Bereavement: An Individual Process
A learning journal I wrote for my counselling course:
In this learning journal I am going to identify and explore differences between the self and others. Recent life events, especially the loss of my mother, have given me a better understanding and knowledge of the self in terms of my beliefs, values, and responses to experiences and I am going to explore some of them hear.
I have repeatedly criticised myself for my response to the loss of my mother. I also find myself regularly questioning my response. Is this normal? Do others experience this? Why am I doing, thinking, or saying that? Bereavement is one of the biggest stressors humans’ face, with death of a spouse and death of a close family member being in the top five life stressors in Holmes and Rahe’s Stress Scale. It is probably one of the most difficult things I will ever experience and yet I continue to make the process even more difficult by fighting my natural responses to it.
I always knew that I was self-critical and somewhat self-destructive, but the extent of my self-criticism has really been emphasised by the fact that I do not even ‘let myself off’ during a process as difficult as bereavement. This has made me question what bereavement would feel like without the self-destructive negative self-talk that I am bombarding myself with.
How would someone experience bereavement in its ‘purity,’ without other external and internal pressures?
Am I slowing the whole process down by avoiding the pure feelings and replacing them with self-criticism?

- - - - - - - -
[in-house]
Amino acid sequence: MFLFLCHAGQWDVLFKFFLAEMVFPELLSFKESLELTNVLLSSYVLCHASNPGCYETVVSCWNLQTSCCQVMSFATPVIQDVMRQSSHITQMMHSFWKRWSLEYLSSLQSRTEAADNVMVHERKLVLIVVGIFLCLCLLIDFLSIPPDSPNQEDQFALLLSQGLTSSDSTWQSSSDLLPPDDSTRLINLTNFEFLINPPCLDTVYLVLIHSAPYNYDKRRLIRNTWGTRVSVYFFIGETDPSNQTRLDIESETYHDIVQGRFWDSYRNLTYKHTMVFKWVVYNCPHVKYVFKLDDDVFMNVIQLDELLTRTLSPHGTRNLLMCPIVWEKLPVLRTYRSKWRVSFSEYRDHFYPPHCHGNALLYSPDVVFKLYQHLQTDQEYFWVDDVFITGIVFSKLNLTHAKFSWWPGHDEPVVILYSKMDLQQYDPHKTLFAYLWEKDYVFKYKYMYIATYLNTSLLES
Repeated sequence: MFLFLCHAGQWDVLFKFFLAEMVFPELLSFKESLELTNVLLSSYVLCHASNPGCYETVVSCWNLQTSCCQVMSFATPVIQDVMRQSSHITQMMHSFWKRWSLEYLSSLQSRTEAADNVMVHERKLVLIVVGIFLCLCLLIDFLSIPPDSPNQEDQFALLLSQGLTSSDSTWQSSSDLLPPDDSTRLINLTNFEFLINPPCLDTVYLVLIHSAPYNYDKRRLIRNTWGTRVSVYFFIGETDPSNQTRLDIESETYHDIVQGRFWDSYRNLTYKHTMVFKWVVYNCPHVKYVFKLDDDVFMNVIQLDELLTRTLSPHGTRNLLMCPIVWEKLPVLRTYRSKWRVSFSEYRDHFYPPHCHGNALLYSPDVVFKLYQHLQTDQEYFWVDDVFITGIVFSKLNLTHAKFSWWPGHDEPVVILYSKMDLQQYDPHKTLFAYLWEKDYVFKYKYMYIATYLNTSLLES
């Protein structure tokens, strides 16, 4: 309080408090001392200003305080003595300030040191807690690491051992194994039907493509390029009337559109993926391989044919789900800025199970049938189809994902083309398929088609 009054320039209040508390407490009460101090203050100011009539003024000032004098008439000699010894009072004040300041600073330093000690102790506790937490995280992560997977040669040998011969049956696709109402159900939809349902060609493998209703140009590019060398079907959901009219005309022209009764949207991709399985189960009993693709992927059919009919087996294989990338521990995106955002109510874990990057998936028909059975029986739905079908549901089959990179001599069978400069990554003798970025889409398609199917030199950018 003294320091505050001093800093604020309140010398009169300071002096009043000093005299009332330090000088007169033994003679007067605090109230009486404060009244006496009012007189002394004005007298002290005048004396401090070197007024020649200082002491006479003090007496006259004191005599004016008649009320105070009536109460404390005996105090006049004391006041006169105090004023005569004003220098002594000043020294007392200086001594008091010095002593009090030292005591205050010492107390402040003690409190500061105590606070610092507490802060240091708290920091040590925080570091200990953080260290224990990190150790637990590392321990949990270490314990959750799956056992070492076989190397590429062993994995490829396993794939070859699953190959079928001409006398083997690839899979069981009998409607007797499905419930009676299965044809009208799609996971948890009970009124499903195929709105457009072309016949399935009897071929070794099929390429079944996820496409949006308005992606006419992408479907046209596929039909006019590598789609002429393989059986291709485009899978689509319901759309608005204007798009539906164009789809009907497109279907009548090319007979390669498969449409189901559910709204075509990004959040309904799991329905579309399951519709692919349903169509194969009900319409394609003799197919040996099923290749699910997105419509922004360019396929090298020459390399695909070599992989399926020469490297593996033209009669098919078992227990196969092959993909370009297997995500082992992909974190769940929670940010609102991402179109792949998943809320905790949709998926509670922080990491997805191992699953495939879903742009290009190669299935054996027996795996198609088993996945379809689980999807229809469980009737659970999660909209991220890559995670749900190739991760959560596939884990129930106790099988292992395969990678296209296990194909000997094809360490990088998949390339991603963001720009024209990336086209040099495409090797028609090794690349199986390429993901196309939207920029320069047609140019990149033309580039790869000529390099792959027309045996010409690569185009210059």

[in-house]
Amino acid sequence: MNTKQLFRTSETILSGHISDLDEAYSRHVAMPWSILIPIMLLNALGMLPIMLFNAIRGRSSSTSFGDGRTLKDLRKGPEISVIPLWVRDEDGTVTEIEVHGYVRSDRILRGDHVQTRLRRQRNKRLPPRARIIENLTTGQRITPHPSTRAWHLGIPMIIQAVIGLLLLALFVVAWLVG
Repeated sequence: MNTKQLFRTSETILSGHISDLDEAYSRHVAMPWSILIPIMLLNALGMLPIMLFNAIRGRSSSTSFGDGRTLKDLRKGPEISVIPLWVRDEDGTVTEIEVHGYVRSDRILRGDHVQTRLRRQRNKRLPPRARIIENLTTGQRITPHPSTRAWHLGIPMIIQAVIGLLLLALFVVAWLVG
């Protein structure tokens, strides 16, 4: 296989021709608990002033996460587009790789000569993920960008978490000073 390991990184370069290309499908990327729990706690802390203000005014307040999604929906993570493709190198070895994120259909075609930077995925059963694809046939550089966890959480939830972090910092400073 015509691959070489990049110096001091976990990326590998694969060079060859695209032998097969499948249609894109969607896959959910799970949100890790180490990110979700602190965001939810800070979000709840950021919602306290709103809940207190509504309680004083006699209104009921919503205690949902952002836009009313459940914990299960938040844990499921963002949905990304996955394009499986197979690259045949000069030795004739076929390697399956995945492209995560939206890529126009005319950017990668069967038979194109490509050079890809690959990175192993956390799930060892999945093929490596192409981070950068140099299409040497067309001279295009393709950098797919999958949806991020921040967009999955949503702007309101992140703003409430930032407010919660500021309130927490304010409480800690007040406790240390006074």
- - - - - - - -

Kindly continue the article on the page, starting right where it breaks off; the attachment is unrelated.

These questions have motivated me to read up on grief and I have discovered a wealth of information on how different people deal with grief. It was particularly interesting to read about the variety of ways different cultures approach death. For example:
In African American communities, religion and family play an important role in the grief process, with many people within this culture believing in life after death.
For those of the Orthodox Jewish faith, it is important that minimal physical contact occurs after death between the deceased person and people who are not Jewish.
Both culture and religion play a huge role in the bereavement process. Saying that, I am aware that generalisations must not be made and not everyone from a given culture or religion will have the same beliefs and approaches to an event.
The grief of losing my mother has made me realise that I am just like everyone else who has lost a loved one, and yet I am unique in my perception of the experience and the way in which I handle it. Some of this will be due to my history, some due to my personality, and some due to external factors. There are so many variables involved in grief and this is a new level of understanding that I will definitely take into my counselling career. I feel this will help me provide a safer environment for clients to deal with grief in the way that feels right for them.
Categories: Counselling, Psychology